Getting home was the easy part. Now it’s ‘game time’ for me to start building momentum for the causes of A Clean Life. In that regard I am systematically building up my new network, developing leads, and learning this new environment. My first visits were:

Whole Foods (long beach and tustin)
REI (huntington beach)
Costco (tustin)
Mother’s Market (hb and irvine)
American Apparel (hb)

At each one I have learned about their current processes, received a point of contact for the ‘green’ operations, and gone about setting up a follow-up to meeting. The goal is to help each operation expand what they can do or share their leadership with others in the community (i.e. creating local business clubs).

I have also been helping my new roommates (my brothers and parents) learn just what this is all about. I have made sure to be home from 4-8pm when they are arriving home. We chat and talk about our day. These moments are perfect ‘lifestyle change points’ because it gives me chance to catch them during their daily routines and help/ask them to modify the habit. Its only been 4 days but so far its working. Just today my Dad came home excited about ‘reusing’ some bags.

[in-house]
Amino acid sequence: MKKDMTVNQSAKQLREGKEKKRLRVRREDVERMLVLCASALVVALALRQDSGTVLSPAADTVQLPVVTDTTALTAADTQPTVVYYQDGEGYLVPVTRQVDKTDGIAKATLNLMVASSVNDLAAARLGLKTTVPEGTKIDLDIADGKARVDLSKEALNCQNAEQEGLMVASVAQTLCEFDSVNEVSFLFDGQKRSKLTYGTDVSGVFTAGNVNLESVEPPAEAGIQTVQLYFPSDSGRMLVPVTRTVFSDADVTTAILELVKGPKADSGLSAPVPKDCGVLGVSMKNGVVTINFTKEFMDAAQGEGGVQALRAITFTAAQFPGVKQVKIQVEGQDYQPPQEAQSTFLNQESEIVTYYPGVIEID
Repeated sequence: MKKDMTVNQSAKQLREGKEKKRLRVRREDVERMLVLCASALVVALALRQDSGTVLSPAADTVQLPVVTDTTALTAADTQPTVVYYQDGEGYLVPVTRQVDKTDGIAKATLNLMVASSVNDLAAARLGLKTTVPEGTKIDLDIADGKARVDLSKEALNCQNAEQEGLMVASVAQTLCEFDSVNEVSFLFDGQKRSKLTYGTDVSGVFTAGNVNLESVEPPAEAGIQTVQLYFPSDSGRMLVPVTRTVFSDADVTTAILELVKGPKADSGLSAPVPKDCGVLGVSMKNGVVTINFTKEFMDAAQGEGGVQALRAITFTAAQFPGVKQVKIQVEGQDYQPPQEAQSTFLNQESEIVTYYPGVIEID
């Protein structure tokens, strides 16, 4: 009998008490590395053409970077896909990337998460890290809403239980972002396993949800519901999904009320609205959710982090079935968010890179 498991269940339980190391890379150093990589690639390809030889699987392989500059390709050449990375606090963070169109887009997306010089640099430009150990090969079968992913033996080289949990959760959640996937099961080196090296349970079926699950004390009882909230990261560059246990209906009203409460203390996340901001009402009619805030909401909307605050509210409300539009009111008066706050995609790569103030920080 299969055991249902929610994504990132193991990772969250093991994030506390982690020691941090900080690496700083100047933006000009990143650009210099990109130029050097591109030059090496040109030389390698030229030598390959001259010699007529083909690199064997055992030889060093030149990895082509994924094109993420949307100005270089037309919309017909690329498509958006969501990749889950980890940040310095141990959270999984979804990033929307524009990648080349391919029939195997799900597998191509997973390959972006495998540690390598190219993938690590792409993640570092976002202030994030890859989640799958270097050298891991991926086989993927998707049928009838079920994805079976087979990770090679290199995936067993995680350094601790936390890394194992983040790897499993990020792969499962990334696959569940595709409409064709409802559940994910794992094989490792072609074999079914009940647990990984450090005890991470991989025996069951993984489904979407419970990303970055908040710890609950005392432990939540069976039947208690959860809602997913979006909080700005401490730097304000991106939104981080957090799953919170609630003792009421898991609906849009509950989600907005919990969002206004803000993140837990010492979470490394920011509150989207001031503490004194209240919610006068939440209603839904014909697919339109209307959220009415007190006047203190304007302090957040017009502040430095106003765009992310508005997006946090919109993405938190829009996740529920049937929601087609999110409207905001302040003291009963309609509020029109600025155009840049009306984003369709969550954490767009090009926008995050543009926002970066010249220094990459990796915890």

I am very proud of them and also very patient. I know that it will take time. Though, I do know that once I get my home base set-up as a foundation I can quickly spread this to other households.

On another front I am proud to announce the mentorship of Spencer Mandzik. He is the Vice President of this non-profit and has started picking up duties. We make a good team so far and I think he is picking this business up fast. I do love teaching and helping others (especially my brother) and its also nice to have a ‘partner in crime’, so thanks Spence for…well, being you!

Ok, well time to wrap it up. Some movings and shakings in our clean lives are:

  • Sunday Dunch at the Mandzik Lodge (1-4pm, this Sunday, June 7)
  • SouthCali Launch Party at Eastwinds HB (Early July)
  • Executive Cocktail Hour at <location needed> (late July)
  • After Hours Party at Eastwinds HB (early August)

We’re Throwing Party!

A Clean Life has partnered up with Amy Senger of 1X57 to bring you our first charity event!

It will be on Thursday, May 21 during the happy hour of 7pm.

The location is in Washington DC, soon to be announced. In attendance will be anywhere from 100-150 interesting people.

Register now to attend!

Since it is a charity event there is a suggested donation amount of $25 that will be tax deductible (and include a receipt). Never too early to get your tax deductions..

Tell your friends and relatives 🙂

Also, we are looking for interesting people to contribute. Our needs are:

  • Sponsorships
  • Raffle Items (gift cards, cheap and expensive bottles of whisky, etc.)
  • Amateur Photographers (and videographers too)
  • Chef desserts, fresh made
  • Tech angle (twttr mash-up, live streaming, etc.)